Youth Development

College Access Plan

  • Pasadena, CA
  • www.collegeaccessplan.org

Mission Statement

College Access Plan prepares underserved students to succeed in college.

At CAP, our goal is to ensure that all students have equal access to college preparation and success, each student is regarded as a unique, complete individual, and college is an affordable option for every student.

Main Programs

  1. Campus Support at Pasadena High Schools
  2. Campus Support at Pasadena Middle Schools
  3. Community Workshops
  4. I Heart College
Service Areas

Self-reported

California

Pasadena and Altadena

ruling year

2007

Executive Director since 2006

Self-reported

Monique Hyman

Keywords

Self-reported

college access readiness pasadena high school john muir blair high school washington middle school

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EIN

20-8371402

Physical Address

871 E Washington Blvd Ste. 207

Pasadena, CA 91104

Contact

Cause Area (NTEE Code)

Youth Development Programs (O50)

IRS Filing Requirement

This organization is required to file an IRS Form 990 or 990-EZ.

Programs + Results

How does this organization make a difference?

Overview

Self-reported by organization

We offer accessible, high quality college readiness support through one-to-one advisement and workshops that meet students' individual needs. We bridge the college support gap through locally-responsive, educator-designed curriculum. While some students rise to the top of their class, most have below a 3.0 GPA and are excluded from other available college readiness programs. CAP serves a full third of the district's graduating seniors, and our recent evaluation of PUSD's class of 2015 illustrated that students with a 2.0-3.0 GPA were two-and-a-half times more likely to attend a four-year college if they attended CAP, and students with above a 3.0 GPA were more than twice as likely to right-match with a more competitive UC over under-matching and attending a CSU campus.

This provides strong evidence of CAP's efficacy in improving college-going rates and college choices in PUSD. At 43% male, CAP's served population is more gender-balanced than populations typically served by college access and success programs.

Programs

Self-reported by organization

What are the organization's current programs, how do they measure success, and who do the programs serve?

Program 1

Campus Support at Pasadena High Schools

CAP partners with Pasadena’s John Muir, Blair, Marshall, and Pasadena high schools and Pasadena LEARNs after school program to provide college readiness workshops and one-to-one college advisement after school to all students on a drop-in basis. Because students do not need to enroll in our programs permanently, they are free to access the help they need, when they need it. We work closely with instructors and counselors to ensure our programs fit curriculum needs.

Additionally, CAP provides individualized counseling supports to students attending three alternative high schools.

Lastly, CAP provides general college readiness and awareness presentations and informative planning portfolios in classrooms in partnership with teachers and counselors.

Category

Youth Development

Population(s) Served

Youth/Adolescents only (14 - 19 years)

Young Adults (20-25 years)

None

Budget

Program 2

Campus Support at Pasadena Middle Schools

CAP provides interactive and fun in-class and after school college, academic, and career readiness classes to students at Washington Middle School.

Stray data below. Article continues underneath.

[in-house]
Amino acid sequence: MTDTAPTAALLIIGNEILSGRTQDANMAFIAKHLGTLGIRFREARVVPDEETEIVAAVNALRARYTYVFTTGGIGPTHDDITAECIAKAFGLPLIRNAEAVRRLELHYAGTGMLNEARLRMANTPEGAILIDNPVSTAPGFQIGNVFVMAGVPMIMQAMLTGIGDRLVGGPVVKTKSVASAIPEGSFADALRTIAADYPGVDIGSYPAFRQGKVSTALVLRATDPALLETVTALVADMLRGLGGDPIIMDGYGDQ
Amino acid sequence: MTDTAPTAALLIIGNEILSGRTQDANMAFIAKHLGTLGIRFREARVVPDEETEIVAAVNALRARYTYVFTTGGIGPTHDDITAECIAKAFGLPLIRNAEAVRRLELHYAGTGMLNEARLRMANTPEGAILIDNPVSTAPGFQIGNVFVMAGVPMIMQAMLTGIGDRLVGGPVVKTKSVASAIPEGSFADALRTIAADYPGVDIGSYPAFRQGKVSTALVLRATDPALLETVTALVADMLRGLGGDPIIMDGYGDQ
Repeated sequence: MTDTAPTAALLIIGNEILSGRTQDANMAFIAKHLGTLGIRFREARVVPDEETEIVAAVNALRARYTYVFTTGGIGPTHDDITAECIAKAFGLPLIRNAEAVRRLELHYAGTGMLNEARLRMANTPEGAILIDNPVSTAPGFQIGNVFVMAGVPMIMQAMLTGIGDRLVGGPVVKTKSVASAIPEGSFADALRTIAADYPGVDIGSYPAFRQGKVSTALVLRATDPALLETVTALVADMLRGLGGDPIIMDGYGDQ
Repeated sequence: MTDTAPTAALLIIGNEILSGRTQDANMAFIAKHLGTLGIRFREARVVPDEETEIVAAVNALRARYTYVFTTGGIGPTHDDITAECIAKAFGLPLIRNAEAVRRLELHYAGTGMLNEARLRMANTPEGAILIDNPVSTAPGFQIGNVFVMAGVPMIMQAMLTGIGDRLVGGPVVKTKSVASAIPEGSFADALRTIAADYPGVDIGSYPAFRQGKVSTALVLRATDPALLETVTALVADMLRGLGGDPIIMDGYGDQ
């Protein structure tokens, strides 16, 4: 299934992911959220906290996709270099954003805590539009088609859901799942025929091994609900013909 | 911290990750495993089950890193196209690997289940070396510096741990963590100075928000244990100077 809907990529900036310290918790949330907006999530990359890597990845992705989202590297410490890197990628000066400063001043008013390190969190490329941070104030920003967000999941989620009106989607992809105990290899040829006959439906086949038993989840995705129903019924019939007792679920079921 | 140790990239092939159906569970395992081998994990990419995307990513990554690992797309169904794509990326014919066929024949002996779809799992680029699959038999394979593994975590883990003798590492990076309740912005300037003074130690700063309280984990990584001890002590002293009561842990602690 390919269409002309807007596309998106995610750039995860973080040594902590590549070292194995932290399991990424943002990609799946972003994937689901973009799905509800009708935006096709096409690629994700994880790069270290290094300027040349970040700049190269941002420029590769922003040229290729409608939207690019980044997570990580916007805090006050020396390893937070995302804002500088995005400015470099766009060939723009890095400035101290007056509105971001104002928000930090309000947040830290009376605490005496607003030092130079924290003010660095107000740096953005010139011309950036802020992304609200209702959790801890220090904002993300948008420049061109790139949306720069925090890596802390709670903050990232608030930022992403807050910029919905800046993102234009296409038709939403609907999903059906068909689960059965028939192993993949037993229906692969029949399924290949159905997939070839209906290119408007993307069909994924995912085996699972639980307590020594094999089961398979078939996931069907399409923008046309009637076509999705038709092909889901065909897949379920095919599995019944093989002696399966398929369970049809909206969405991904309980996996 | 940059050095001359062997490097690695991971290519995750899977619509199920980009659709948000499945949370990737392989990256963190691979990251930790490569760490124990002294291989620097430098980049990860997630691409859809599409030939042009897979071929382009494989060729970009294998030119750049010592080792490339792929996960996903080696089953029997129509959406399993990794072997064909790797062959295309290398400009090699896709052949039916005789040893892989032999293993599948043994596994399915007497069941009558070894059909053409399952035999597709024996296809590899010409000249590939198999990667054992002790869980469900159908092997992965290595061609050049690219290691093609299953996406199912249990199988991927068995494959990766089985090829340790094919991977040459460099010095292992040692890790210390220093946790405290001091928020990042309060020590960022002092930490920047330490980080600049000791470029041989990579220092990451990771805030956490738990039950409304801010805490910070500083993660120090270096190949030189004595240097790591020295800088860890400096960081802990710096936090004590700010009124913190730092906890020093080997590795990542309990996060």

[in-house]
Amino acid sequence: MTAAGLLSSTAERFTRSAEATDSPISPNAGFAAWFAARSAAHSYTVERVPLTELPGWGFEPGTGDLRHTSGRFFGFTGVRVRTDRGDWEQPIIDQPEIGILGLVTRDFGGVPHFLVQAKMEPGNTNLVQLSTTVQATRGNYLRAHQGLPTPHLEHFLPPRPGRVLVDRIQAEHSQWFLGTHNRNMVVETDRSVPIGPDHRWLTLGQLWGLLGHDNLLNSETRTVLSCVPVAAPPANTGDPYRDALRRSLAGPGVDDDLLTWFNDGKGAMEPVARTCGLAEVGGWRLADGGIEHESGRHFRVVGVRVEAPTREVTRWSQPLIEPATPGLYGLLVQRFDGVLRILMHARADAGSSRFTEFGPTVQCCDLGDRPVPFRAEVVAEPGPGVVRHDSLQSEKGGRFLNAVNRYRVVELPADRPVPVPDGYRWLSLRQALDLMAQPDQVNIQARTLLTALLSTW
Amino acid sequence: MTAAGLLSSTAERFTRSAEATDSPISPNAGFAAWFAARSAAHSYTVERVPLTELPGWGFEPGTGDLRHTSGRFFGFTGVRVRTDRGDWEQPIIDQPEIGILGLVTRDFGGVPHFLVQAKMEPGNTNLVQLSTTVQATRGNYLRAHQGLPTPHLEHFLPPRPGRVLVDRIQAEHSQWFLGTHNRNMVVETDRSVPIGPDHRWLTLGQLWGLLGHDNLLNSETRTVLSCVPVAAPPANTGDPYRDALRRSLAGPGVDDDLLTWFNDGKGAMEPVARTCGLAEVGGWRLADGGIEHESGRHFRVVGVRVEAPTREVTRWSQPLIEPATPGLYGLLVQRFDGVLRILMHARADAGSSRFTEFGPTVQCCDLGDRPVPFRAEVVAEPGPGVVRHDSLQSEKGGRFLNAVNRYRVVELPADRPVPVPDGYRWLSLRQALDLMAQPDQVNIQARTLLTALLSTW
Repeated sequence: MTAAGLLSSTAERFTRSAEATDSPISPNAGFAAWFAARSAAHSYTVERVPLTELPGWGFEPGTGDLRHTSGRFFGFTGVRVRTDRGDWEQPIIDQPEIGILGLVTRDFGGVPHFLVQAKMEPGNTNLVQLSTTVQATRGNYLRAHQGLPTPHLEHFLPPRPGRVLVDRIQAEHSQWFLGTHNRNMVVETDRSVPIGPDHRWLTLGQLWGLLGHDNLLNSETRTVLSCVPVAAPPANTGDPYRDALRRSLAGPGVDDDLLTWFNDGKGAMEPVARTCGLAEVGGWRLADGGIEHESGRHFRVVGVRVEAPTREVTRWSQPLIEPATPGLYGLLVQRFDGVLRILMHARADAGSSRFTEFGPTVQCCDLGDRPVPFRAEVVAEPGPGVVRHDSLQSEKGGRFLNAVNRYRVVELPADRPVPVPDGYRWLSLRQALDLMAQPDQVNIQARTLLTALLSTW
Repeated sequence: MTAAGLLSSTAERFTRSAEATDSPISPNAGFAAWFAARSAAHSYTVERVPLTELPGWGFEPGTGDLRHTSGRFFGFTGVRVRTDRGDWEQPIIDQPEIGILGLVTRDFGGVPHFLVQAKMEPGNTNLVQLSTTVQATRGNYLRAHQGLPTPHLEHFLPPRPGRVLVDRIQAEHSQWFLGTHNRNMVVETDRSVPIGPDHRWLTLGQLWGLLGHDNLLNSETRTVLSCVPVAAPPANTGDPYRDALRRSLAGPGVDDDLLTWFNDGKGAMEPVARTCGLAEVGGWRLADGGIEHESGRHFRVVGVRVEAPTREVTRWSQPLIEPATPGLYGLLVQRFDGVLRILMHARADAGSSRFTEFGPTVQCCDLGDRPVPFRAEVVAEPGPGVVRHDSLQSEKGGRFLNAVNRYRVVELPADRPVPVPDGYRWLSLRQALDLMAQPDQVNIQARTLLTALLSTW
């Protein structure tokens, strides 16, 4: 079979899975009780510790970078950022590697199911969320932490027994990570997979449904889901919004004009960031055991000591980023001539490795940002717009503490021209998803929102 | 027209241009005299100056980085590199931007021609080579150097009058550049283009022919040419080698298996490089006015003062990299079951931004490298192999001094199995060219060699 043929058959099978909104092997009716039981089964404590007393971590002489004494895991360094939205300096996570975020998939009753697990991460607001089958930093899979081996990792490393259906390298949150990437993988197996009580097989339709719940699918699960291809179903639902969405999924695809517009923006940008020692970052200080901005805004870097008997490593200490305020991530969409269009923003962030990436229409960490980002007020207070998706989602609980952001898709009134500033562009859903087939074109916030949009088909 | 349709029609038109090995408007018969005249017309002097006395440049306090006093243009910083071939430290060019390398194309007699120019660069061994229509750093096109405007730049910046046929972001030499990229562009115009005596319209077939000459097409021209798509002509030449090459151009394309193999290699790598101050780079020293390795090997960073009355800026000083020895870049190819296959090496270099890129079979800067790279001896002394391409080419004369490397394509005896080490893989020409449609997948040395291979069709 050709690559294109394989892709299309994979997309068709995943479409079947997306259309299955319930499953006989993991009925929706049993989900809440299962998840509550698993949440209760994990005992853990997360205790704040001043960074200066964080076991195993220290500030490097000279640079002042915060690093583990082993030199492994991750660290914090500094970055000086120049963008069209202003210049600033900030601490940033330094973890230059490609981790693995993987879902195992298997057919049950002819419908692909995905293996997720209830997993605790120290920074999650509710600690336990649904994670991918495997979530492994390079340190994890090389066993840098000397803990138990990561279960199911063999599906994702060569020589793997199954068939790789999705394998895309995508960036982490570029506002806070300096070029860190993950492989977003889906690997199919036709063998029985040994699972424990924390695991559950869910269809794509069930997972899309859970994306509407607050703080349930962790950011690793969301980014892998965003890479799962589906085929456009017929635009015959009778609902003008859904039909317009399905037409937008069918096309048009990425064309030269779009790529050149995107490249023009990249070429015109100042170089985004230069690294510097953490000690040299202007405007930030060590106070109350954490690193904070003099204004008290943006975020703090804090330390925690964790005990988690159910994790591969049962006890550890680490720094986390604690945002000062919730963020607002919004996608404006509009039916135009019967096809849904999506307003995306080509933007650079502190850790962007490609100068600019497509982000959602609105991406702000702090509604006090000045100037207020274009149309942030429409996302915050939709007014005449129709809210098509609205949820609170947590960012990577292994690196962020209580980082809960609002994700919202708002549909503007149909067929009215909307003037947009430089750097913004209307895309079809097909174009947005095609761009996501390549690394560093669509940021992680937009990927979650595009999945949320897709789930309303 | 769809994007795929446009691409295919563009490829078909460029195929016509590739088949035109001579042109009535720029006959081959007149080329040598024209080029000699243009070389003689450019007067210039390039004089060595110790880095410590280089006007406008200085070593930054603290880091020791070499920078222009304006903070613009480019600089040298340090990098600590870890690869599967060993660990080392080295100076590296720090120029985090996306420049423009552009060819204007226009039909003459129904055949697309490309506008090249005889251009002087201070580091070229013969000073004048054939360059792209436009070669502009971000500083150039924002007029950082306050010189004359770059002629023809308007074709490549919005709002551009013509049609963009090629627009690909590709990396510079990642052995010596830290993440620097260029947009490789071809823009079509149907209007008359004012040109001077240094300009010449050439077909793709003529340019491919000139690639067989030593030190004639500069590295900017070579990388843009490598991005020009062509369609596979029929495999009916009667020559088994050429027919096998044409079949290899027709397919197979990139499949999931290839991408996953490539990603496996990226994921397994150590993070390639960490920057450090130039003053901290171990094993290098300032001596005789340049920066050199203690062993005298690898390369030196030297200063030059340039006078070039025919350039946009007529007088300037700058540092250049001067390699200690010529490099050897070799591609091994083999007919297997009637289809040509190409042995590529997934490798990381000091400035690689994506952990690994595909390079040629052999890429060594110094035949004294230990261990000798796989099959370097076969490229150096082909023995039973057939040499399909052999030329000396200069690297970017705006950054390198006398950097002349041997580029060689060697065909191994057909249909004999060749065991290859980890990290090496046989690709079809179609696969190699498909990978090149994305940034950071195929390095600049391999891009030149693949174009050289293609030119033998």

Category

Youth Development, General/Other

Population(s) Served

Children and Youth (infants - 19 years.)

Ethnic/Racial Minorities -- General

Poor/Economically Disadvantaged, Indigent, General

Budget

Program 3

Community Workshops

Through meaningful partnerships and collaboration, CAP provides periodic workshops to youth-serving organizations in our community. In the past, topics have included: Financial Aid and FAFSA preparation, General College Readiness Presentations, and Personal Statement Writing.

Category

Population(s) Served

None

Budget

Program 4

I Heart College

IHC supports selected CAP program alumni (up to 100 per graduation class) through college success.

Category

Youth Development

Population(s) Served

Young Adults (20-25 years)

Youth/Adolescents only (14 - 19 years)

Budget

Results

Self-reported by organization

How does this organization measure their results? It's a hard question but an important one. These quantitative program results are self-reported by the organization, illustrating their committment to transparency, learning, and interest in helping the whole sector learn and grow.

1. Number of clients participating in educational programs

Target Population
Adolescents (13-19 years)

Connected to a Program?
n/a
TOTALS BY YEAR
Context notes for this metric

2. Percent of students who persist in college

Target Population
Adolescents (13-19 years), Adults

Connected to a Program?
I Heart College
TOTALS BY YEAR
Context notes for this metric

Charting Impact

Self-reported by organization

Five powerful questions that require reflection about what really matters - results.

  1. What is the organization aiming to accomplish?
    Goal I: Increase college-going rate in PUSD by 10% in five years
    Goal 2: Create college graduation pipeline beginning in 6th grade that builds early college-focused habits
    Goal 3: Support 75% six-year college graduation rate for all consistently-attending CAP alumni
  2. What are the organization's key strategies for making this happen?
    -Provide middle and high school students with holistic support focused on self-advocacy, effective communication, technical writing strategies, study skills, and more
    -Provide drop-in support for all students regardless of postsecondary aspirations, grades, and ability to attend
    -Provide responsive workshops open to all students at all high schools with focus on financial aid, SAT/ACT preparation, application filing, goal-setting, and career/college searching
    -Track and follow up with students to identify necessary areas for intervention
    -Provide students and parents with resources to help make effective decisions about colleges and careers
    -Build online, in-person, and peer-to-peer mechanisms that support alumni